A year of Art 370 abrogation

Kashmir Times. Dated: 8/6/2020 11:48:47 AM

J&K’s fate was changed a year ago, restoring rights, democratic politics, people’s voice and statehood are key to road ahead

An unspecified number of politicians, some of them unnotified and unnoticed, in Jammu and Kashmir continue to remain under detention, one year after it was deprived of its statehood and special constitutional status on August 5, 2019. Only last week, detention of Peoples Democratic Party (PDP) president and former Chief Minister Mehbooba Mufti was formally extended by another three months under the J&K Public Safety Act, but several others remain restrained within their homes in Kashmir, which is now a Union Territory under the direct rule of Delhi. It was also last week again, the J&K UT administration flatly denied before the highest court of the country that 83-year old Saifuddin Soz, former union minister and Congress leader was under detention. He was pulled down by the police when he was talking to media-persons from the boundary wall of his house on Thursday last. He was allowed to visit his ailing sister but denied a meeting with his daughter by the police the next day. Both the J&K government and Centre have not released the list of leaders, social activists and others who have been detained since last year. The number of habeas corpus petitions pending before the J&K High Court continues to be the same except for a few, wherein it quashed the detentions and ordered release on humanitarian grounds. At least 16 National Conference and eight PDP leaders are under house arrest, according to these parties. Former IAS officer and chief of the J&K People’s Movement Shah Faesal and Awami Ittehad Party leader Engineer Rashid are in detention too. Peoples Conference (PC) chief Sajad Lone was released after 360 days in detention, last week. Two former Chief Ministers, Farooq Abdullah and Omar Abdullah were released in March. These detentions and complete curfew like restrictions that spanned more than five months appeared to be enforced by the 2019 move of the Bharatiya Janata Party government at the Centre that went beyond the strident Hindutva position against the special status of J&K by bifurcating it into two Union Territories. The wisdom of the decisions remains an open question, though they refurbished the BJP’s claims of muscular nationalism. The dubious legislative route that the Centre took and the communication restrictions on the population that followed cast a shadow on India’s standing as a constitutional democracy. The judiciary, the J&K High Court and the Supreme Court, has not shown any alacrity to settle the constitutional and legal questions raised before it and in fact, appeared to privilege the Executive’s position in the last one year.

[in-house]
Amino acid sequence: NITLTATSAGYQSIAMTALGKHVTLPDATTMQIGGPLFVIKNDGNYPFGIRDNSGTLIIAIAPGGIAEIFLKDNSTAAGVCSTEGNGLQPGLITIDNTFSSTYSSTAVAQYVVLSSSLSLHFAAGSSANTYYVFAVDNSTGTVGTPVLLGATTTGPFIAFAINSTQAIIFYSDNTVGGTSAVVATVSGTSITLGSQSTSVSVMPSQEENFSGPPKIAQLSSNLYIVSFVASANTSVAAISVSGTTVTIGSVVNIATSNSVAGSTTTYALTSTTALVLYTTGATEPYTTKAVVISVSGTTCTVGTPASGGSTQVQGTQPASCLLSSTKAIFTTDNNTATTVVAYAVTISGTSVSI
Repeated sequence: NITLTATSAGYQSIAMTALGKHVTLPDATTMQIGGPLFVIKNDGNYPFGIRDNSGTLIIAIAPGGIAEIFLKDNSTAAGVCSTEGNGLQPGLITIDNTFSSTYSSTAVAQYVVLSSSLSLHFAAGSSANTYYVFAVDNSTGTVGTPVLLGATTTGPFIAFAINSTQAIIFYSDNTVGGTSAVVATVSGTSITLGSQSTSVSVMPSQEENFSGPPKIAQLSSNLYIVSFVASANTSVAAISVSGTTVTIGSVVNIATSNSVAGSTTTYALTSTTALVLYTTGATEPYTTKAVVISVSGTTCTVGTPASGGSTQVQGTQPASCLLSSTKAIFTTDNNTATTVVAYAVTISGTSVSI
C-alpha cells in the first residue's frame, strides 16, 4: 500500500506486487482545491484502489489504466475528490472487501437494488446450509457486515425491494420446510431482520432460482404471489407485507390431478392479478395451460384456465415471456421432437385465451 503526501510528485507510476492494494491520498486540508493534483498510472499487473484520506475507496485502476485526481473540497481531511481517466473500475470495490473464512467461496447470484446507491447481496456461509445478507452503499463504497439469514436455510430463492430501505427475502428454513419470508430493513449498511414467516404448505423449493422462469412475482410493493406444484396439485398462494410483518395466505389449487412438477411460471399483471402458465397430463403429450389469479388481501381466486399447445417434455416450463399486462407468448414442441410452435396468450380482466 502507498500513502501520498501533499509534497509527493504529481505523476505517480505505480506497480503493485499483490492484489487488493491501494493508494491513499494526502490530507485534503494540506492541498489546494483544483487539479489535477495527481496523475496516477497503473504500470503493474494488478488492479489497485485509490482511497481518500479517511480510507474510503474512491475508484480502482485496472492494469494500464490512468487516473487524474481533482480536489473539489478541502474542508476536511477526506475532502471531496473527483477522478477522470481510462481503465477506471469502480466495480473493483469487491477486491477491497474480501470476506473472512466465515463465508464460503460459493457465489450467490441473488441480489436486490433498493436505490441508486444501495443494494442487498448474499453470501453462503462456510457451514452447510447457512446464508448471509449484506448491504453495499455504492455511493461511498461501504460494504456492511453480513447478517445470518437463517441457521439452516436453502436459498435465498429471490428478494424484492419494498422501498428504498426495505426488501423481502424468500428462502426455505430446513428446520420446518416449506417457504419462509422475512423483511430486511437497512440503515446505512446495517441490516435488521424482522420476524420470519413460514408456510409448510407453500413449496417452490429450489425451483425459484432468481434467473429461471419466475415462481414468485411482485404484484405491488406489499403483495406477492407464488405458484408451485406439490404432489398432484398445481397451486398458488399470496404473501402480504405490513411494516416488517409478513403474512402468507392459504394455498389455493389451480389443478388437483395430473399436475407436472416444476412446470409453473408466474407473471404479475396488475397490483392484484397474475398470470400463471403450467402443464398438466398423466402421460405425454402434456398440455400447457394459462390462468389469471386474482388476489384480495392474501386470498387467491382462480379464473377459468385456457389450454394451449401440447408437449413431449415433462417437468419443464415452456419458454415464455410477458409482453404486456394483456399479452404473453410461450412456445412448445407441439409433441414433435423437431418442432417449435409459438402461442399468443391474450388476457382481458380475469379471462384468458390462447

Some experts have linked the continuing Chinese aggression in Ladakh to the change in J&K’s status. The spirit of Indian federalism has been weakened beyond any doubt. Mainstream politics in J&K has become impossible with leaders in detention and those released reportedly undertaking to stay away from any public discussion on J&K’s future. It should be clear to it that the continuing political vacuum in the Valley can only cause damage. There is a limit to how much, or how long, panchayats from a flawed election can be propped up in place of an elected Assembly. Though the Election Commission took exception to his comments, Lieutenant Governor G C Murmu was right in saying that elections could follow the completion of delimitation. Except for the decision to make new domicile rules in keeping with the abrogation of 35A that defined “permanent residents”, and the delimitation exercise, the government has appeared unclear on a roadmap ahead. This is not a sustainable situation if India wants to protect its global reputation and uphold the faith of its own citizens. There are two steps the Centre can take to start a conversation with the people of J&K, release all political prisoners and restore its Statehood. These will be wise steps towards healing and progress in J&K accompanied by a dialogue process that should include all sections of the society.



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